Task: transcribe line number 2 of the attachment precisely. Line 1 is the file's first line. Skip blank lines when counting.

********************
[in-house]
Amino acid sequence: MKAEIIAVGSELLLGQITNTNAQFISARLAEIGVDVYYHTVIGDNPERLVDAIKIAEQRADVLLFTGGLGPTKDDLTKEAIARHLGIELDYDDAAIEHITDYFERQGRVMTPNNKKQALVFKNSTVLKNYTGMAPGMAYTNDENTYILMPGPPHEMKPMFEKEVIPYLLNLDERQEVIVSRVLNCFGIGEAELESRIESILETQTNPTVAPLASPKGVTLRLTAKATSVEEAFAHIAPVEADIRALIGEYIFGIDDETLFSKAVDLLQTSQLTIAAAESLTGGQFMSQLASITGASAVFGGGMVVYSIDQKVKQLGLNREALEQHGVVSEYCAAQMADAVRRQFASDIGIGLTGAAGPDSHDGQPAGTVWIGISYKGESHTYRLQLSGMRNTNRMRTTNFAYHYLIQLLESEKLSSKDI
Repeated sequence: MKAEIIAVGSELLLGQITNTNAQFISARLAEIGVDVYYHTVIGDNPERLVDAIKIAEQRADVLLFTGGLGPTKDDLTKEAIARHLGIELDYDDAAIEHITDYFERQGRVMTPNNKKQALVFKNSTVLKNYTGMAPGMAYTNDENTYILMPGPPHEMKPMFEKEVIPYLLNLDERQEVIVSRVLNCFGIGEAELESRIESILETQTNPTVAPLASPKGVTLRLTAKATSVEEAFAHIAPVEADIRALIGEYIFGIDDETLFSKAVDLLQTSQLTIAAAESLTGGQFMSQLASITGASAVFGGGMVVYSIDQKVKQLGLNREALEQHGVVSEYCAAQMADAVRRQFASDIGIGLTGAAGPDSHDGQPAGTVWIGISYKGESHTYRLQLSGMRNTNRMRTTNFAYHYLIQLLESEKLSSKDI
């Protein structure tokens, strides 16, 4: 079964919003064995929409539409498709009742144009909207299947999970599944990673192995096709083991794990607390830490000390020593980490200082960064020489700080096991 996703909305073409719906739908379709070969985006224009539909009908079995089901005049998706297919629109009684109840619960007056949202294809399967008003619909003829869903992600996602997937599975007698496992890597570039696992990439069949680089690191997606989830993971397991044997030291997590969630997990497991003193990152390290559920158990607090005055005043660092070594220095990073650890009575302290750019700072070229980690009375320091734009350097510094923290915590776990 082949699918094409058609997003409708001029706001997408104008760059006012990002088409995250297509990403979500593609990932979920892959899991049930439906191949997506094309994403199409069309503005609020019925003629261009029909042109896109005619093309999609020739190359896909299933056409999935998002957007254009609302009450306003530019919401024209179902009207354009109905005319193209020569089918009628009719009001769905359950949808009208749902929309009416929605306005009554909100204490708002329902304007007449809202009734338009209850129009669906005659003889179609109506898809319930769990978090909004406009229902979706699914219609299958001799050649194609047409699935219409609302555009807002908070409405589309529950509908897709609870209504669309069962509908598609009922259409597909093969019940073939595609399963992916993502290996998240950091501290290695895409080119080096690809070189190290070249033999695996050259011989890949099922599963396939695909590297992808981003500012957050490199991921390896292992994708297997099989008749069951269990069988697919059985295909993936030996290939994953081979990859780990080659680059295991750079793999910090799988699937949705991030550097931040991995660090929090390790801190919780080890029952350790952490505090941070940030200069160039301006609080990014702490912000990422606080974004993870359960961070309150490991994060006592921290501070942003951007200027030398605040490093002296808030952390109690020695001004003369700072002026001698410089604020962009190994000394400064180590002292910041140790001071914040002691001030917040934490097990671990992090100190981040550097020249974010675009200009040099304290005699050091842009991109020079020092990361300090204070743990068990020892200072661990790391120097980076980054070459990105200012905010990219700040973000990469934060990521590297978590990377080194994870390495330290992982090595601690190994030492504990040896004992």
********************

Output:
Amino acid sequence: MKAEIIAVGSELLLGQITNTNAQFISARLAEIGVDVYYHTVIGDNPERLVDAIKIAEQRADVLLFTGGLGPTKDDLTKEAIARHLGIELDYDDAAIEHITDYFERQGRVMTPNNKKQALVFKNSTVLKNYTGMAPGMAYTNDENTYILMPGPPHEMKPMFEKEVIPYLLNLDERQEVIVSRVLNCFGIGEAELESRIESILETQTNPTVAPLASPKGVTLRLTAKATSVEEAFAHIAPVEADIRALIGEYIFGIDDETLFSKAVDLLQTSQLTIAAAESLTGGQFMSQLASITGASAVFGGGMVVYSIDQKVKQLGLNREALEQHGVVSEYCAAQMADAVRRQFASDIGIGLTGAAGPDSHDGQPAGTVWIGISYKGESHTYRLQLSGMRNTNRMRTTNFAYHYLIQLLESEKLSSKDI